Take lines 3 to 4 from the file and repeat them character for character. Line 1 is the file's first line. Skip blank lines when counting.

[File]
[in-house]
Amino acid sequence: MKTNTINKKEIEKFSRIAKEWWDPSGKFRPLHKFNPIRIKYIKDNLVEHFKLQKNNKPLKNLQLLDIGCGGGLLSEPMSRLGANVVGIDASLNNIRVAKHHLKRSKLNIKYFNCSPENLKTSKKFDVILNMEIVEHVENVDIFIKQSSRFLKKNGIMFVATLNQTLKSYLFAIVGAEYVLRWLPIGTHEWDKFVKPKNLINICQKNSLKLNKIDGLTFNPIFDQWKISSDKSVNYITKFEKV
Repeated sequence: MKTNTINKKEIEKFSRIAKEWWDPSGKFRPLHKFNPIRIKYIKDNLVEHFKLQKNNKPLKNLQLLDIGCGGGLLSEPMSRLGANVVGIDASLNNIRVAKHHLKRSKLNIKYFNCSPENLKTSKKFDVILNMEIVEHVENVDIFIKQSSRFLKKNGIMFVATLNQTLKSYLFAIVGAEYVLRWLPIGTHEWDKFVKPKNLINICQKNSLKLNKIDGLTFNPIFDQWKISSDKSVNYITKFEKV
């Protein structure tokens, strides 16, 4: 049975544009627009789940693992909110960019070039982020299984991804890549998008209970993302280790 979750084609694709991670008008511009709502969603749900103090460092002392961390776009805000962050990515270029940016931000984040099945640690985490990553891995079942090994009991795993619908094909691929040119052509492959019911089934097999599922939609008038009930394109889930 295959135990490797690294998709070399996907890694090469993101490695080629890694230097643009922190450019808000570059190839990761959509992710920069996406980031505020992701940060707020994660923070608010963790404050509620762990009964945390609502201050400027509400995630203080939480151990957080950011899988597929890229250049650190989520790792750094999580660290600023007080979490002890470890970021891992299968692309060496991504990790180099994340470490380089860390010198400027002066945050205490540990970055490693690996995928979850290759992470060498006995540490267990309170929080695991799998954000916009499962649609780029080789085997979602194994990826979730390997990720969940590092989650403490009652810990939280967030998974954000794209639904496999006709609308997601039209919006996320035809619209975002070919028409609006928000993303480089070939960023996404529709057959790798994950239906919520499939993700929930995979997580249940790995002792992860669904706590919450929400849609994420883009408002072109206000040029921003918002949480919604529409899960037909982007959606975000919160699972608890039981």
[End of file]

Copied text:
Repeated sequence: MKTNTINKKEIEKFSRIAKEWWDPSGKFRPLHKFNPIRIKYIKDNLVEHFKLQKNNKPLKNLQLLDIGCGGGLLSEPMSRLGANVVGIDASLNNIRVAKHHLKRSKLNIKYFNCSPENLKTSKKFDVILNMEIVEHVENVDIFIKQSSRFLKKNGIMFVATLNQTLKSYLFAIVGAEYVLRWLPIGTHEWDKFVKPKNLINICQKNSLKLNKIDGLTFNPIFDQWKISSDKSVNYITKFEKV
């Protein structure tokens, strides 16, 4: 049975544009627009789940693992909110960019070039982020299984991804890549998008209970993302280790 979750084609694709991670008008511009709502969603749900103090460092002392961390776009805000962050990515270029940016931000984040099945640690985490990553891995079942090994009991795993619908094909691929040119052509492959019911089934097999599922939609008038009930394109889930 295959135990490797690294998709070399996907890694090469993101490695080629890694230097643009922190450019808000570059190839990761959509992710920069996406980031505020992701940060707020994660923070608010963790404050509620762990009964945390609502201050400027509400995630203080939480151990957080950011899988597929890229250049650190989520790792750094999580660290600023007080979490002890470890970021891992299968692309060496991504990790180099994340470490380089860390010198400027002066945050205490540990970055490693690996995928979850290759992470060498006995540490267990309170929080695991799998954000916009499962649609780029080789085997979602194994990826979730390997990720969940590092989650403490009652810990939280967030998974954000794209639904496999006709609308997601039209919006996320035809619209975002070919028409609006928000993303480089070939960023996404529709057959790798994950239906919520499939993700929930995979997580249940790995002792992860669904706590919450929400849609994420883009408002072109206000040029921003918002949480919604529409899960037909982007959606975000919160699972608890039981």